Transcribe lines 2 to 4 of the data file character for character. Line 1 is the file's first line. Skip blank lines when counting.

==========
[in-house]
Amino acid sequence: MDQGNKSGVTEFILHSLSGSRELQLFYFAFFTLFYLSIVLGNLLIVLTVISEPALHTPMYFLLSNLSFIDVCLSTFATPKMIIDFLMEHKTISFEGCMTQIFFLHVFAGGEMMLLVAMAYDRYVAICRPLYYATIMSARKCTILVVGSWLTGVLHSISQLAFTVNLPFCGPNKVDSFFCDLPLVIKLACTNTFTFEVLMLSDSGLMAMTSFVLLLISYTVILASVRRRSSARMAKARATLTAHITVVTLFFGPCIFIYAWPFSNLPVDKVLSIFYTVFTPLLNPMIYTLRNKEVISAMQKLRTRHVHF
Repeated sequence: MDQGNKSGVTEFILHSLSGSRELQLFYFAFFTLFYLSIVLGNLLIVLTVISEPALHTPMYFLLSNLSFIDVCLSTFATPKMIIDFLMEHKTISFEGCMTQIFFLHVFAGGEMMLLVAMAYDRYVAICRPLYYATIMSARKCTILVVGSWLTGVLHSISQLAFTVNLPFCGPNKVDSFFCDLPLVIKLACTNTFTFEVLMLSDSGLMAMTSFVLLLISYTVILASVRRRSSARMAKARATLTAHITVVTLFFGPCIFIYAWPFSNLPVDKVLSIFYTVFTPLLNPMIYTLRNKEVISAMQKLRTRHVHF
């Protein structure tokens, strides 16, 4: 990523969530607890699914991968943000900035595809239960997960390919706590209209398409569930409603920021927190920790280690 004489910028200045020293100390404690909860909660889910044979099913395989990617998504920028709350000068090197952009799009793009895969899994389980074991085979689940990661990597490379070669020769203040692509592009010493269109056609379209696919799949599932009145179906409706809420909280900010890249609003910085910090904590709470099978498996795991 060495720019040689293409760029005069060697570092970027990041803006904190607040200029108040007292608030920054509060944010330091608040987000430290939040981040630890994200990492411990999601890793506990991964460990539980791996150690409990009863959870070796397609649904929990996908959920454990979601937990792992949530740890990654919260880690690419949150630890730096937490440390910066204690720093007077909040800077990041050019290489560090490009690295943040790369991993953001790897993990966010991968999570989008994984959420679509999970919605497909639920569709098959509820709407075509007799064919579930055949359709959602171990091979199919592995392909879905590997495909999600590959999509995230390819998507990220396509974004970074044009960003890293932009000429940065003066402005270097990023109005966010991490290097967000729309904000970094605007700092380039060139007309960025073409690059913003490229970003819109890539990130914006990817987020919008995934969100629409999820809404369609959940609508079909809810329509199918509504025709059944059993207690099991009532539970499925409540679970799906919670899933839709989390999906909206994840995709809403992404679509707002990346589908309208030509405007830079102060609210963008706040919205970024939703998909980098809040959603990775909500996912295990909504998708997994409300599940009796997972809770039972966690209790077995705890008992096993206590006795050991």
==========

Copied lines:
Amino acid sequence: MDQGNKSGVTEFILHSLSGSRELQLFYFAFFTLFYLSIVLGNLLIVLTVISEPALHTPMYFLLSNLSFIDVCLSTFATPKMIIDFLMEHKTISFEGCMTQIFFLHVFAGGEMMLLVAMAYDRYVAICRPLYYATIMSARKCTILVVGSWLTGVLHSISQLAFTVNLPFCGPNKVDSFFCDLPLVIKLACTNTFTFEVLMLSDSGLMAMTSFVLLLISYTVILASVRRRSSARMAKARATLTAHITVVTLFFGPCIFIYAWPFSNLPVDKVLSIFYTVFTPLLNPMIYTLRNKEVISAMQKLRTRHVHF
Repeated sequence: MDQGNKSGVTEFILHSLSGSRELQLFYFAFFTLFYLSIVLGNLLIVLTVISEPALHTPMYFLLSNLSFIDVCLSTFATPKMIIDFLMEHKTISFEGCMTQIFFLHVFAGGEMMLLVAMAYDRYVAICRPLYYATIMSARKCTILVVGSWLTGVLHSISQLAFTVNLPFCGPNKVDSFFCDLPLVIKLACTNTFTFEVLMLSDSGLMAMTSFVLLLISYTVILASVRRRSSARMAKARATLTAHITVVTLFFGPCIFIYAWPFSNLPVDKVLSIFYTVFTPLLNPMIYTLRNKEVISAMQKLRTRHVHF
């Protein structure tokens, strides 16, 4: 990523969530607890699914991968943000900035595809239960997960390919706590209209398409569930409603920021927190920790280690 004489910028200045020293100390404690909860909660889910044979099913395989990617998504920028709350000068090197952009799009793009895969899994389980074991085979689940990661990597490379070669020769203040692509592009010493269109056609379209696919799949599932009145179906409706809420909280900010890249609003910085910090904590709470099978498996795991 060495720019040689293409760029005069060697570092970027990041803006904190607040200029108040007292608030920054509060944010330091608040987000430290939040981040630890994200990492411990999601890793506990991964460990539980791996150690409990009863959870070796397609649904929990996908959920454990979601937990792992949530740890990654919260880690690419949150630890730096937490440390910066204690720093007077909040800077990041050019290489560090490009690295943040790369991993953001790897993990966010991968999570989008994984959420679509999970919605497909639920569709098959509820709407075509007799064919579930055949359709959602171990091979199919592995392909879905590997495909999600590959999509995230390819998507990220396509974004970074044009960003890293932009000429940065003066402005270097990023109005966010991490290097967000729309904000970094605007700092380039060139007309960025073409690059913003490229970003819109890539990130914006990817987020919008995934969100629409999820809404369609959940609508079909809810329509199918509504025709059944059993207690099991009532539970499925409540679970799906919670899933839709989390999906909206994840995709809403992404679509707002990346589908309208030509405007830079102060609210963008706040919205970024939703998909980098809040959603990775909500996912295990909504998708997994409300599940009796997972809770039972966690209790077995705890008992096993206590006795050991």